The Alt-Right has More in Common with the Left than Conservatives

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Friday, August 31, 2018


Tales of protest and assault from the left are commonplace among right-leaning students, professors, and speakers. I expected pushback from professors and peers when I started a Turning Point USA chapter at my university in Albany, New York. What I didn’t expect was to be approached by a Richard Spencer supporting, white nationalist. When I defended individual liberty and capitalism, he started harassing me. After debating the white nationalist for a time, I saw the futility and ignored him, speaking Japanese to my friends to spite him.

The harassment continued, though and, at the end of the year, I was fed up; I called him out. He followed me to a group of my friends and tried debating, defending racial identity politics, big government, and socialism. Things escalated and he tried to fight me before I diffused the situation. He is an immigrant from South Africa, so I told him he came to the wrong country. He called me a racist and walked away. Although the media portrays establishment conservatism and the alt-right to be partner movements, reality sees them as opposites.

Many think the alt-right is synonymous with conservatism. In their defense, alt-righters do support Trump, call for stricter immigration, and show disdain for the left. More specifically, the alt-right would prefer increased white immigration and decreased immigration from countries with predominantly people of color; the left prefers the reverse. The alt-right likes Trump. The left hates him. While they both adore economic intervention and cronyism policies, the left tends to favor globalist socialism (communism) while the alt-right are national socialists (fascists). However, these few variations are the extent of the differences.

A closer look at their policy positions show remarkable similarity to those of the left. Both the far-left and alt-right disdain free markets, civil liberties, and Judeo-Christian values. They support identity politics, nationalized healthcare, the welfare state, and have a bad track record when it comes to anti-Semitism. As Dinesh D’Souza pointed out to a group of students at Young America’s Foundation, the left and the fascists both support “State control of banks, healthcare, education, religious liberty. In other words, state-run capitalism… they are all men of the left. Jason Kessler, the main organizer of Charlottesville [was] an Obama activist and occupy Wall Street guy.”

In an interview with the poster boy of the alt-right, Richard Spencer, D’Souza found even more similarities between them and the left. Spencer is quoted saying, “No individual has a right outside of a collective community.” He goes on to say that rights come from the state, not God or nature. These are antithetical ideas to conservatives commitment to individual liberty and inherent rights given by God.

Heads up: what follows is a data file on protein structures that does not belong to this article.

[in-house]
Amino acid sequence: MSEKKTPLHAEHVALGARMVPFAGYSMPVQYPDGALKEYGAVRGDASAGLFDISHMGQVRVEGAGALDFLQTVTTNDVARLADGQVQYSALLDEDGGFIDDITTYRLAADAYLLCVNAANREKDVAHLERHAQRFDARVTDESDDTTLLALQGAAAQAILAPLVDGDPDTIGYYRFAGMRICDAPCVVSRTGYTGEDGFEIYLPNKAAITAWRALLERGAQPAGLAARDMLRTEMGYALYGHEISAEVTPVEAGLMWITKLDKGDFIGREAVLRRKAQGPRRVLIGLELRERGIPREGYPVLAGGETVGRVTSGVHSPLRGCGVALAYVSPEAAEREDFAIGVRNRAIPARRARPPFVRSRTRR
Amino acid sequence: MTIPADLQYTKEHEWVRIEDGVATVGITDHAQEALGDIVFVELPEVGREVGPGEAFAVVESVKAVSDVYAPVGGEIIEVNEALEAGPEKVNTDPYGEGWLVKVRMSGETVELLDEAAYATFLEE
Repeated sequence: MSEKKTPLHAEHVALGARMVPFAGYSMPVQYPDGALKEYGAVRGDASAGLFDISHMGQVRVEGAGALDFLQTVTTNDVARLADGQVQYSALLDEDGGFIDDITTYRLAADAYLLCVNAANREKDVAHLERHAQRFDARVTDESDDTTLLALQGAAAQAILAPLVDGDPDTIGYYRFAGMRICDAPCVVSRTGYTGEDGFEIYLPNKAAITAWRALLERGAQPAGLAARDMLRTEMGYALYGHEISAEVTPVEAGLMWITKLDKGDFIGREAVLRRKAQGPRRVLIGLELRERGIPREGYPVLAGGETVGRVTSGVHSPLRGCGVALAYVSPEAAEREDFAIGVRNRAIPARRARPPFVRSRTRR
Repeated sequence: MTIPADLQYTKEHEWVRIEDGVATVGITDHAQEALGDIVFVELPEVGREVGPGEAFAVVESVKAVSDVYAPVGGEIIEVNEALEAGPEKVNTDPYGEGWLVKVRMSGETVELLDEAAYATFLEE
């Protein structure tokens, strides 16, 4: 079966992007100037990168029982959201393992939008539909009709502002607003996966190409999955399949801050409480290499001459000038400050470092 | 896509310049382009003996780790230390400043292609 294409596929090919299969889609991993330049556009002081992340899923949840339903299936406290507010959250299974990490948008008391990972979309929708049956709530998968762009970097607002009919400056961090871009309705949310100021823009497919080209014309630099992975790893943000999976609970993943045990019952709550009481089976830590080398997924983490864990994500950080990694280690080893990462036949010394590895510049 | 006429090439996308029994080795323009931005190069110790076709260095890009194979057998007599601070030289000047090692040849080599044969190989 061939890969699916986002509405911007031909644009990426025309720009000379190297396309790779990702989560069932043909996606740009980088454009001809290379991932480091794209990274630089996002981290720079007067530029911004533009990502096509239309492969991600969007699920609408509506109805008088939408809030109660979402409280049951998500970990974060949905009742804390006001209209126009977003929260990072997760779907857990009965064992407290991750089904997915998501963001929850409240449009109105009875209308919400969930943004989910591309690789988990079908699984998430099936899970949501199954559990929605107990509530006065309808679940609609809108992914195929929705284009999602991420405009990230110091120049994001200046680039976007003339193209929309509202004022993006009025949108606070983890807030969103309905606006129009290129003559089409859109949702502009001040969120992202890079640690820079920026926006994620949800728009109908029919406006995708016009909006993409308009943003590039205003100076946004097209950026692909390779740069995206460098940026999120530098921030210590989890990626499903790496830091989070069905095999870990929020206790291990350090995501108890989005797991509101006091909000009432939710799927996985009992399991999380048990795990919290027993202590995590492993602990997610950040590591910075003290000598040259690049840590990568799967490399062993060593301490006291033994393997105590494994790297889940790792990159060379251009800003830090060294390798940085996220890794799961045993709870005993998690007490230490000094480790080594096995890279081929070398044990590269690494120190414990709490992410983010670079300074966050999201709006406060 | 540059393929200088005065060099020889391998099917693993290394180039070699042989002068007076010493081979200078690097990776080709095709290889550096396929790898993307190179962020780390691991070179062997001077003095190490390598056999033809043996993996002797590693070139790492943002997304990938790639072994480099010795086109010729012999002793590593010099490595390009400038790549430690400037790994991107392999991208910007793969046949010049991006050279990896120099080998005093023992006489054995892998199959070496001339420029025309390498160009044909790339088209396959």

Fortunately, the alt-right movement is small in America. Media coverage portrays them not only as a huge movement, but as one and the same as conservatives. Much of the left, especially on college campuses, hear conservative and immediately think of the evil hate filled rhetoric of the alt-right. Now only my own experience, but also subsequent research has shown me that conservatives are entirely opposite the alt-right. In fact, nearly as opposite as the left.

Matt Noyes is a New Hampshire native and currently works and lives in Tokyo, Japan. He is driven by a passion for liberty to take part in civic discourse. He holds a bachelors degree from SUNY Albany where he founded a Turning Point USA chapter and wrote for Campus Reform and the Albany Student Press.

The views expressed in this article are the opinion of the author and do not necessarily reflect those of Lone Conservative staff.


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About Matthew Noyes

SUNY Albany

Matt Noyes is a New Hampshire native and currently works and lives in Tokyo, Japan. He is driven by a passion for liberty to take part in civic discourse. He holds a bachelors degree from SUNY Albany where he founded a Turning Point USA chapter and wrote for Campus Reform and the Albany Student Press.

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